Are you drinking comfortably?
At this time of year it’s easy to seek comfort by getting back down under the duvet rather than getting up and facing the world and the weather, staying in and trawling Netflix rather than taking whatever opportunity you can to get out and meet friends or family. Food gives comfort too. Dishes that are warming, filling and familiar. Recipes that don’t need hours of preparation or endless ingredients but deliver flavour and, perhaps, nostalgia in spades.
Wine can give comfort too. Let’s be frank and admit at the outset that “just one more glass” can be very tempting but comfort drinking is a very different and potentially destructive thing. Less but better is our mantra. A truly interesting, enjoyable and complex wine gives more satisfaction than something confected and industrial in the same way that good food sustains you longer and gives greater pleasure than that carb-sugar-fat-guilt-laden-instant-hit-o-matic-tub-o’joy does.
Fond memories play a big part in comfort food, from clichés like Grandma’s Apple Pie to the pasta bake your other half always cooks when it’s his or her turn on a Friday night. Similarly with wine, memory plays a huge part in triggering happy feelings. Perhaps it’s a wine you enjoyed on a wonderful holiday or one you remember drinking with someone special to you. Or maybe you met the winemaker, visited the vineyard and so you have developed a special connection with the people and place behind the label.
With regard to matching wine to comfort food, again the red with meat, white with fish “rules” need to be regarded with a healthy dose of scepticism. Go with what is going to give you pleasure. There are a few guidelines which might be helpful though. Comfort food tends to be richer and heavier (in my case probably cheesier - so much cheese…) so it will probably pay to have a wine that will stand up for itself and not be totally blown away or hidden by the flavours, textures (or cheesiness) of what you are eating. Go for something from warmer climates, where the grapes are likely to have been riper and higher in sugar when harvested, the wines will be more generous, softer and rounder. Avoid wines that are heavy on tannin or encumbered with too much oak.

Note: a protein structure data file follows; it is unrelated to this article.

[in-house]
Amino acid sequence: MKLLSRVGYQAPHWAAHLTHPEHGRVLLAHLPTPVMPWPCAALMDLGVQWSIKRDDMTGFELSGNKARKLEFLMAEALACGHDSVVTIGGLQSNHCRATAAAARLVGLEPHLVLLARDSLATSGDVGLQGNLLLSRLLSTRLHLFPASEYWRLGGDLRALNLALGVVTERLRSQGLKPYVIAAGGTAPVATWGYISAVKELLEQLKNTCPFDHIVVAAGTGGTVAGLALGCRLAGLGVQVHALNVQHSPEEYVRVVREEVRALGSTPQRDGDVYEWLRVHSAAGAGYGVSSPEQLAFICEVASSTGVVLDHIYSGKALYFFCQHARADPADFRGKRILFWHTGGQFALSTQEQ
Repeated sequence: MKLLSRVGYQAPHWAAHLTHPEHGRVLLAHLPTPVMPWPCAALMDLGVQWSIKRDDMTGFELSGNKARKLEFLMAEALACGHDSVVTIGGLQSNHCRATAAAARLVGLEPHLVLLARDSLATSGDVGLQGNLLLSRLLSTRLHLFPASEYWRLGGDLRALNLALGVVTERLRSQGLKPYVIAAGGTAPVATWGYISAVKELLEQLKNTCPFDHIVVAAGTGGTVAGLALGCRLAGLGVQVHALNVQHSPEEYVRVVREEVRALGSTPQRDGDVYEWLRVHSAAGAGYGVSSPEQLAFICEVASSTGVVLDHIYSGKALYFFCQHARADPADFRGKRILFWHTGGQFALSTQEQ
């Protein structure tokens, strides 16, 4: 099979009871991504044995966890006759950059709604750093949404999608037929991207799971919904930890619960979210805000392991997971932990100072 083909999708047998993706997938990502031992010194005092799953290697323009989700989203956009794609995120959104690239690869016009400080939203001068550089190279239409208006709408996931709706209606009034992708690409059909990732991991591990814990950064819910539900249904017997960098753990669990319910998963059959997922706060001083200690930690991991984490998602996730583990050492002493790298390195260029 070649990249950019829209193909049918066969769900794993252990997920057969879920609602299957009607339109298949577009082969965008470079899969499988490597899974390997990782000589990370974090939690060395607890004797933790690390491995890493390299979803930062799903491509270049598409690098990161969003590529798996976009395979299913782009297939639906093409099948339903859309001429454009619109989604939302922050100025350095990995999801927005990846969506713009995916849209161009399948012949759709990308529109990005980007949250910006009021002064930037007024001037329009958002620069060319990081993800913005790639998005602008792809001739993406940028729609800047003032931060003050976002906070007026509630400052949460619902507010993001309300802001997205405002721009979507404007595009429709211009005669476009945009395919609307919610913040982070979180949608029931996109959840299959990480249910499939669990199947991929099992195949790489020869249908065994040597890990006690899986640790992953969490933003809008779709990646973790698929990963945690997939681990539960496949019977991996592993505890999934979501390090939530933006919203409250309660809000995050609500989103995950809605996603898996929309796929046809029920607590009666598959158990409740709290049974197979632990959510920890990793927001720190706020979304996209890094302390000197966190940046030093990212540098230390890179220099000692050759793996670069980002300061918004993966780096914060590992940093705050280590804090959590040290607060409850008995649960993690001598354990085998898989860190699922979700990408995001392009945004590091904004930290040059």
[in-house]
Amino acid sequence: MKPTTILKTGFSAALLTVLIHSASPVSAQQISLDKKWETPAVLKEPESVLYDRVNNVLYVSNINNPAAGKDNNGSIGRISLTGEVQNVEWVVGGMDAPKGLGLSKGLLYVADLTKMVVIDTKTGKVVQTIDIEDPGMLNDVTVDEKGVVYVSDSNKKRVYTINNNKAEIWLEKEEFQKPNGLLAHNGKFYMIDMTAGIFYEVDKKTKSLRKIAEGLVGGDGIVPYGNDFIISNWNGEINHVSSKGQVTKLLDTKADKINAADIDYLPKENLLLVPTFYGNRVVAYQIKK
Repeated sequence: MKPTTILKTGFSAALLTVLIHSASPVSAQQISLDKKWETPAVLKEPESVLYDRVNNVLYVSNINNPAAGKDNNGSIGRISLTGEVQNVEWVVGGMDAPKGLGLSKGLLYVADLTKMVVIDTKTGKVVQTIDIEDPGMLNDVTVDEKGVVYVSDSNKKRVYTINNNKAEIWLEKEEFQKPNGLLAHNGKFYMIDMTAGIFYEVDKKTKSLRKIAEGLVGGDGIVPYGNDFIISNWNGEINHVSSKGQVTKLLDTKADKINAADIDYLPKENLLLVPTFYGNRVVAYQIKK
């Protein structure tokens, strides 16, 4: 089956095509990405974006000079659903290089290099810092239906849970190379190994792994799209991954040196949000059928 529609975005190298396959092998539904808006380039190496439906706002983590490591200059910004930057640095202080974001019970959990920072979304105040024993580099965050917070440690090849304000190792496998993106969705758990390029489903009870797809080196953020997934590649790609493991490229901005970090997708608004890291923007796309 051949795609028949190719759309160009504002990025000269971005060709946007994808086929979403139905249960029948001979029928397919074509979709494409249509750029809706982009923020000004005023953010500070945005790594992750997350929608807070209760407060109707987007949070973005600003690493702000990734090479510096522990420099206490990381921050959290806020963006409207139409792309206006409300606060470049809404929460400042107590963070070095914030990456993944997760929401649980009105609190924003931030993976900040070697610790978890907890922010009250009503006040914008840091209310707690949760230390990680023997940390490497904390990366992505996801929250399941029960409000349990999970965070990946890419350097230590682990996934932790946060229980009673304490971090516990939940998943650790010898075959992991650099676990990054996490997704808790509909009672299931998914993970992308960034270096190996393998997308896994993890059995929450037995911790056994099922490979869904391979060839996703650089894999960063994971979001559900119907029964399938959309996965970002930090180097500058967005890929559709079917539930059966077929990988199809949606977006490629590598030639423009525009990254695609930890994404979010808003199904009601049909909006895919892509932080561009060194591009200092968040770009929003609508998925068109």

This is probably no time for a wine that is an intellectual exercise either, no place for a finely chiselled, rather austere white from a vineyard that’s at the very edge of the viticultural envelope. Unless that’s your thing of course. It’s a time for indulgence. And maybe that does mean pushing the boat out financially. Why wait to have the bottle of extravagant, beautiful Chianti you bought in that enoteca in Siena last year when you could have it tonight with macaroni cheese and relive the memories? Champagne with fish and chips is great. Try it!
You are looking for something that is going to wrap you in its arms, that’s familiar, not overly challenging, that has bold flavours but nothing jarring, that’s going to complement what you are eating, not fight with it. That doesn’t mean you have to stay mainstream though. There’s masses to explore from less well known regions or grape varieties that will do the job. Languedoc-Roussillon, that stretch of France reaching from Provence to the Pyrenees, is a fantastic source of suitable wines, very many of which are great value for money too. From Spain, less well known grapes such as Monastrell, Mencia or Bobal produce red wines that would be perfect. And Sicily produces wines that are made for sinking into.
Comfort comes in many guises but you always need space to enjoy it. Pick a bottle that’s right for you this evening, turn off the phone and settle back, take time to revel in the aromas, flavours and textures of the wine and enjoy the memories.
Two to try:
Red - Mas d’Agalis, Au Mas, Languedoc, France - Bottled sunshine. Lionel Maurel farms small plots of traditional Languedoc varieties near Nébian in the hills inland, west of Montpellier. The vineyards are farmed organically and Lionel uses various natural composts, manures, tisanes and oils to increase microbial life and diversity in the soil. In the winery he uses a very light touch to coax wonderful flavours from the grapes and produce wines of remarkable delicacy and elegance despite the very dry, hot climate.
White - La Dernière Goutte, Boire Desir, Bourgogne Blanc, France - La Dernière Goutte is a small scale producer in Beaujolais, run by Cyrille Vuillod who, while working as a ski instructor in the Hautes Alpes during winters, spent 20 vintages picking grapes before moving to Beaujolais full time and starting his own Domaine in 2012. The vineyards are farmed organically and Cyrille aims to use no sulphur in the cellar when he can. Which is most of the time. Boire Desir is 100% Chardonnay fermented and matured in wood barrels made in Burgundy but which are steamed rather than charred to avoid overtly toasty flavours. Rich but finely balanced, it's a beautifully generous white Burgundy. And it won't break the bank like those big names from further north. Win win!